SOPHIE QUINTIN ADALI
To understand the lack of French
reactions to Turkish advances to mend high-level relations, it is important to take a closer look at the man the electoral system propelled to the top to become the seventh president of the Fifth Republic: the man who, in his own words, would be a “normal” president.
After wallowing in Sarkophobia, the left-leaning press corps now enthusiastically contributes to the image-building exercise of the Elysée Palace. There is no escaping images of a “normal” president taking the train for his two-week break on the Côtes d’Azur or casually bumping into Alain-the-vegetable-seller at the local market. But what does “normal” mean in political terms? In a country with a strong statist tradition, normalcy starts and ends with the state.
In this sense François Hollande is the epitome of “normal.” Unlike Sarkozy but like many of his predecessors, he is a pure product of the state system. A civil servant of middle class background, he chose Socialism of the left to network his way to the top. After graduating from the ENA school (1980) he entered the cozy world of hyper-bureaucracy (France has 30 percent more civil servants than the European average) to master the art of speaking well to say nothing and importantly spending other people’s money with little regard to actual results.
Amongst his Socialist peers his vagueness and indecisiveness earned him the nickname of “Flamby” after a brand of soft custard dessert. Further to his lackluster spat as first secretary, a thinner Hollande won an election characterized more by the rejection of the Sarkozisme than anything else. Once again, a quintessential apparatchik, i.e. a civil servant and professional politician with no experience in the private sector, reached the pinnacle of the state. Naturally his policies seek to increase the role of the state and its size with more state jobs (60,000 new posts for the Ministry of Education).
As 19th century liberal economist Frédéric Bastiat observed, “The state is the great fiction through which everybody endeavors to live at the expense of everybody else.” In 21st century France, the politico-administrative élite does it cleverly and legally.
Appealing to the core Socialist militants working for the vast state apparatus is a must hence the electoralist posturing about “not linking the rich.” Ironically his own estate puts him in the top tier of society in terms of personal wealth but reality is not important. By “rich” he means entrepreneurs who, in an over-taxed, over-administered country, somehow manage to succeed. By contrast he likes capitalist barons whom he receives at the palace to grant - or not - the favors (rent) they seek. In an economic environment of crony capitalism, François III is the big state, to paraphrase Louis XIV.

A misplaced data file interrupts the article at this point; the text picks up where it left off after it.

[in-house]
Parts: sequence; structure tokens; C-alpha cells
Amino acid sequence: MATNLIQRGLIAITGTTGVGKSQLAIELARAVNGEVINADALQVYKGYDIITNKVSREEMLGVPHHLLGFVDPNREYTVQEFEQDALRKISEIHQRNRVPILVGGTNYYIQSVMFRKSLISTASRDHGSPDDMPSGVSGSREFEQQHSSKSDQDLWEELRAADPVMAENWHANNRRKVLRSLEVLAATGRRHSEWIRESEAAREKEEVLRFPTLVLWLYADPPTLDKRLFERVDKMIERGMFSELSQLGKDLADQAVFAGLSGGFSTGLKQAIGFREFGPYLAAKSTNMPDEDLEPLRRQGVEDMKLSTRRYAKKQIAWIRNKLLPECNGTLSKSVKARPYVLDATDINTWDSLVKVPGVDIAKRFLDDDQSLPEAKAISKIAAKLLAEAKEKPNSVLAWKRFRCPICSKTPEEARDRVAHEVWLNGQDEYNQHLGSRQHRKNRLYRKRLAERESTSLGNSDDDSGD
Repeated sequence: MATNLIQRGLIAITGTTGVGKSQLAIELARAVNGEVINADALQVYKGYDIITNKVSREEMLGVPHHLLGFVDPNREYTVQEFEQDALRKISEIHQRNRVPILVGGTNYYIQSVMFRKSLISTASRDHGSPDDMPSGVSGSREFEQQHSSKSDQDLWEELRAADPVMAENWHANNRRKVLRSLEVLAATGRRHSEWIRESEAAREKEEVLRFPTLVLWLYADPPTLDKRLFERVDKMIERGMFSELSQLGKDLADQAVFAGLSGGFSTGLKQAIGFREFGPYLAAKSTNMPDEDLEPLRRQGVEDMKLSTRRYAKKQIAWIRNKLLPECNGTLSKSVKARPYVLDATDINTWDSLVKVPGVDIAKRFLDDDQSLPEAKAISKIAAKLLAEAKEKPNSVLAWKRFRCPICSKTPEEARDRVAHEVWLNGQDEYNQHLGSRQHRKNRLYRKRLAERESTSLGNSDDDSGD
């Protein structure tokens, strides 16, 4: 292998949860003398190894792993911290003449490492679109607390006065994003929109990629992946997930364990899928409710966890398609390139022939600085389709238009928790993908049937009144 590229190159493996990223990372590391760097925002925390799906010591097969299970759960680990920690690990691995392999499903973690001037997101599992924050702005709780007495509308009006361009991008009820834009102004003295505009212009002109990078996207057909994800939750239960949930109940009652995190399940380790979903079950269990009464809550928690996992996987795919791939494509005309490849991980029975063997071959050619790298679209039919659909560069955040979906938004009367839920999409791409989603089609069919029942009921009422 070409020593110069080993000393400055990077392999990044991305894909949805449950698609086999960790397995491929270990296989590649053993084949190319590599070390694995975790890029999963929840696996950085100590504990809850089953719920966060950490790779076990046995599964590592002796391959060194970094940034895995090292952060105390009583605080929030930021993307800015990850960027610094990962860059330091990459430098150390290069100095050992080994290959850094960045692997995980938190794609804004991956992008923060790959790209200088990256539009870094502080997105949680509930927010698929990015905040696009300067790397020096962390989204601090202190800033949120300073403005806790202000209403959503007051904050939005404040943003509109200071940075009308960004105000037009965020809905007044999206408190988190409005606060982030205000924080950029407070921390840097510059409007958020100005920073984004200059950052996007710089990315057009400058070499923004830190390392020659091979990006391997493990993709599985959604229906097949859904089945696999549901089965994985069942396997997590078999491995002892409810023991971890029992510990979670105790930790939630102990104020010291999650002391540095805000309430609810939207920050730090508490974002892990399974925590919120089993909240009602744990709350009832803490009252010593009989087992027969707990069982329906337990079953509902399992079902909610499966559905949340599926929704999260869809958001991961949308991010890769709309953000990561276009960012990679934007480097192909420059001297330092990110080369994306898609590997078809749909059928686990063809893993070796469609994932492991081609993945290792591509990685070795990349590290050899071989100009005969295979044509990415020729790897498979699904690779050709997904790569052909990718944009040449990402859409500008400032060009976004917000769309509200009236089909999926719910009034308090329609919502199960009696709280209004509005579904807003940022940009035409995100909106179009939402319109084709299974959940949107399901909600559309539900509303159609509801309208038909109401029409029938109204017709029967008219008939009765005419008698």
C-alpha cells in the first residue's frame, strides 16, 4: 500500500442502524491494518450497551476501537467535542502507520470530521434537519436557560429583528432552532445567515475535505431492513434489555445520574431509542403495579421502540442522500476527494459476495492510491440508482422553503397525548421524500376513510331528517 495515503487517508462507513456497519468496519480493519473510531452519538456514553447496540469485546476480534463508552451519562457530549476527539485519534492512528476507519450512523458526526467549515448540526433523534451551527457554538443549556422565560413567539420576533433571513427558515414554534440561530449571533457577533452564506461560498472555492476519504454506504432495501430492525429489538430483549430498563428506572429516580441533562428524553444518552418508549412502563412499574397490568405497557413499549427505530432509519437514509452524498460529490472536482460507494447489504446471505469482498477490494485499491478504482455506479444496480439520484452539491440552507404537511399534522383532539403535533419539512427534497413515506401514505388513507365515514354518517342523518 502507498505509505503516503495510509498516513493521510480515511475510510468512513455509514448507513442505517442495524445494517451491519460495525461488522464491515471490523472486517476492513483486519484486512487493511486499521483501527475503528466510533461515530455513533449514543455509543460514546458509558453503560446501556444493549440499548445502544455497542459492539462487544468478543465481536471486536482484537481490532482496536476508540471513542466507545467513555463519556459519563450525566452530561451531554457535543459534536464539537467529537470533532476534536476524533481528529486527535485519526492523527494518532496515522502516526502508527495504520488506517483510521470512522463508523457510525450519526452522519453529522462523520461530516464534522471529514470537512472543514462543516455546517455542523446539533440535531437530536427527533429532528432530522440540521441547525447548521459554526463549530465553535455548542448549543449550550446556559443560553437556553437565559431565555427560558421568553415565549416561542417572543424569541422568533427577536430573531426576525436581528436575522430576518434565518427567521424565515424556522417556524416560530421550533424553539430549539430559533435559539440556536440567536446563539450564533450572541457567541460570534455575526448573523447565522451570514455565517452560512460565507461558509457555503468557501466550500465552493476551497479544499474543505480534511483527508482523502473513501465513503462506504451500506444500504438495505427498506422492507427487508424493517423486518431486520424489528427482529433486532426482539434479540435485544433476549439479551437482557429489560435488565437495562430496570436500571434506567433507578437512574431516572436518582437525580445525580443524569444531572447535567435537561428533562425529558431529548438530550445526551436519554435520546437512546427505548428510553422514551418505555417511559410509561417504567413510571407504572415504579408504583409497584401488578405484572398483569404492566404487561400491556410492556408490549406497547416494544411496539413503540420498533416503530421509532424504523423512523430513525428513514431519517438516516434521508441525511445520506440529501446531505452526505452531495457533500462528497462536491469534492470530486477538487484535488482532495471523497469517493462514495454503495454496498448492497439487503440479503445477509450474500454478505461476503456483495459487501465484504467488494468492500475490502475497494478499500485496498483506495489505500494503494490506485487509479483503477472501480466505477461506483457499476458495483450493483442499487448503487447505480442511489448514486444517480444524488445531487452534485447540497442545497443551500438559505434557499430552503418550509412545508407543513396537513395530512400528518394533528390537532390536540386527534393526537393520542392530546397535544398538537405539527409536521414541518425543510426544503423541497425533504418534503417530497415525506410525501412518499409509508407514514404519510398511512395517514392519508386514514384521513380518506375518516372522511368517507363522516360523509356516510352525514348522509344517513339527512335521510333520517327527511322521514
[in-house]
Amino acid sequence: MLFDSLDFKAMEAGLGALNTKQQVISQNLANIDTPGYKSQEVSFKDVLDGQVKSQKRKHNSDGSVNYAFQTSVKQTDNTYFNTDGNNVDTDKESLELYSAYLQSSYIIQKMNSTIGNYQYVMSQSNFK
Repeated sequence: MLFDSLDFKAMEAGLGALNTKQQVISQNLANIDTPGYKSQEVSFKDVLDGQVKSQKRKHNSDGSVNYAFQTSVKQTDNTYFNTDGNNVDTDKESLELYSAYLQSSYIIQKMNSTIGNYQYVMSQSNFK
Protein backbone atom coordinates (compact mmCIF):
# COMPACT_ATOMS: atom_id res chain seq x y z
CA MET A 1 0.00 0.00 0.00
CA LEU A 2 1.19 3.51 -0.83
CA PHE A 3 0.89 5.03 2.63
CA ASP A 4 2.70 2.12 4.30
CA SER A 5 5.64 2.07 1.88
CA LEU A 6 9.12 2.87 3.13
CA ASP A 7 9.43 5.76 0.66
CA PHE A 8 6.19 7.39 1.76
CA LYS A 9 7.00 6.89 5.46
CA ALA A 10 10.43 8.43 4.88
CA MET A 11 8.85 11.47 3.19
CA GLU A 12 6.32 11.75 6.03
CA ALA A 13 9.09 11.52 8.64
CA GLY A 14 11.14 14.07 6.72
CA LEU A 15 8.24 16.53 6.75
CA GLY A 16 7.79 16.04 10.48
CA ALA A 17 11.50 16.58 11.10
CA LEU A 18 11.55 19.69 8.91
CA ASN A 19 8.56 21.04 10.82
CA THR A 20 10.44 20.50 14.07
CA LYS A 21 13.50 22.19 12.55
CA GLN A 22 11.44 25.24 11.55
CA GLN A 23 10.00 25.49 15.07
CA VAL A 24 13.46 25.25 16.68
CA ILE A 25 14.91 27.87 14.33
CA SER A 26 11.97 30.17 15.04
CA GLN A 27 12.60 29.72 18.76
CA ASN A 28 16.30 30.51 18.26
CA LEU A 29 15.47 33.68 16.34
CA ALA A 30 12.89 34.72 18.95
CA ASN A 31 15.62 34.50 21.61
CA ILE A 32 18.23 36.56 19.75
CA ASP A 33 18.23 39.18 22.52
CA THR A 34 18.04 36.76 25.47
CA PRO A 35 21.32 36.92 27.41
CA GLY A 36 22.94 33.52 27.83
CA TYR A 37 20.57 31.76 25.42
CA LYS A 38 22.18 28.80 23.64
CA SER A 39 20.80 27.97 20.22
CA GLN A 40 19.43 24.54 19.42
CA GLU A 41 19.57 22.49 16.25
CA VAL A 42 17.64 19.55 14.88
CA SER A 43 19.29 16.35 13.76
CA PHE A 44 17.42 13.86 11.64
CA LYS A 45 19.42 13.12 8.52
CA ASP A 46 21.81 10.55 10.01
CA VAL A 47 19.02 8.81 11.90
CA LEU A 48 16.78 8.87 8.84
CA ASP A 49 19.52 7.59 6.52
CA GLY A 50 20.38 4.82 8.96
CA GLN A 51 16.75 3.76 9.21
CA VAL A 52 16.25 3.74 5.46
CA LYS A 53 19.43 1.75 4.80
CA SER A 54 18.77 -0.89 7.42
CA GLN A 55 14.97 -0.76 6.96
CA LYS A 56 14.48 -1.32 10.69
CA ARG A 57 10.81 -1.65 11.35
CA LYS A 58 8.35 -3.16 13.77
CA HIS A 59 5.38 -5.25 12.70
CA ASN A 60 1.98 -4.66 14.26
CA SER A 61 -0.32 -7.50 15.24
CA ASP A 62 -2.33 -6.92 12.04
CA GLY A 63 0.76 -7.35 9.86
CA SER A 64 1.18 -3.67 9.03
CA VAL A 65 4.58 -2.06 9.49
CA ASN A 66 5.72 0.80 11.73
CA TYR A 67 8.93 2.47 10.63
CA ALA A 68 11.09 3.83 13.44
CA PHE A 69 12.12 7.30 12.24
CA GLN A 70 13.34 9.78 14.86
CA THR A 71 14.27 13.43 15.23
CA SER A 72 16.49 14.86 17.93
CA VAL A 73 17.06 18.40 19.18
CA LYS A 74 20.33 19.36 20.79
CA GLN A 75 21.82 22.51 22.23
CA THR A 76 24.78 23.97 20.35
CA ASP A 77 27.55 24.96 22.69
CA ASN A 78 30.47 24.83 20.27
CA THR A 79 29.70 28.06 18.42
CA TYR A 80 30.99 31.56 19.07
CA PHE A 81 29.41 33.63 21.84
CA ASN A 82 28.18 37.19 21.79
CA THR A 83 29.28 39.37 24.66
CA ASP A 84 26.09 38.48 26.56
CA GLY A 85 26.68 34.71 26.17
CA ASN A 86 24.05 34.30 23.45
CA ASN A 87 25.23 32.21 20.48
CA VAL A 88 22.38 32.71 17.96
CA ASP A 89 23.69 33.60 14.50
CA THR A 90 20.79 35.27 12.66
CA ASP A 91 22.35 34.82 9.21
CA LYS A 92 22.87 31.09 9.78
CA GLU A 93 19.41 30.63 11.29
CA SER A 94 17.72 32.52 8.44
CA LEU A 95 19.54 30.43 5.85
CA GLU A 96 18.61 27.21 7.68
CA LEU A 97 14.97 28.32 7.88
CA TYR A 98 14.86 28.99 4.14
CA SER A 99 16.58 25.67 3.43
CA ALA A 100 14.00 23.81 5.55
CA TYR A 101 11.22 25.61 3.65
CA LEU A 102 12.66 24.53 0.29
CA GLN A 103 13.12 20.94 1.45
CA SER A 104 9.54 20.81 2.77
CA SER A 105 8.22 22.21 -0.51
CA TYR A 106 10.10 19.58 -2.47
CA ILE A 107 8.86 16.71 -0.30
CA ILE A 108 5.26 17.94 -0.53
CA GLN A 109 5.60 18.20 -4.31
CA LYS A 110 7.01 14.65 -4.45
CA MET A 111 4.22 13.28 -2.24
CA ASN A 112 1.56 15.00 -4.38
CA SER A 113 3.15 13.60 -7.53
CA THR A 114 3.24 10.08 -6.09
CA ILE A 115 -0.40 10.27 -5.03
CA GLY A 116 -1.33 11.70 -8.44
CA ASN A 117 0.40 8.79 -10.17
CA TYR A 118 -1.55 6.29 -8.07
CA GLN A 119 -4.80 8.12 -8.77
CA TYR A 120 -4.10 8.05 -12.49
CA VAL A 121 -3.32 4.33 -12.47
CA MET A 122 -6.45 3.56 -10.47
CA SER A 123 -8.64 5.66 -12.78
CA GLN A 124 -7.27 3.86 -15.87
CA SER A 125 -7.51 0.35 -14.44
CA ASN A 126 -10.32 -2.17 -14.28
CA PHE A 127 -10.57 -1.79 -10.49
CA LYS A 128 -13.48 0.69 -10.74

There is growing concern that his “normal” government does not have a clear strategy to face the predicted economic and financial storm. A recent poll reveals that Hollande’s popularity is already dwindling. On the international stage, his “normal” style has baffled experts and often looks like Mr. Bean clumsiness, as aptly noted by the editorialist of Templeton Prize-winning online paper ContrePoint.org. No one is quite sure how a “normal” French
foreign policy will shape up.
The question of the new president’s stance on Franco-Turkish relations notably remains unanswered. His inability to reform the obese state, curb the mounting sovereign debt and free a stagnating economy will no doubt end in hardship for the French
people. Yet his legendary indecisiveness and softness may just be what bilateral relations need at this juncture. After counterproductive years with a Turcophobe “hyper” president, Hollande the “hypo” president can only lead to “normalization.”
Sophie Quintin Adalı is an analyst for www.unmondelibre.org, the Francophone project of the Atlas Economic Research Foundation.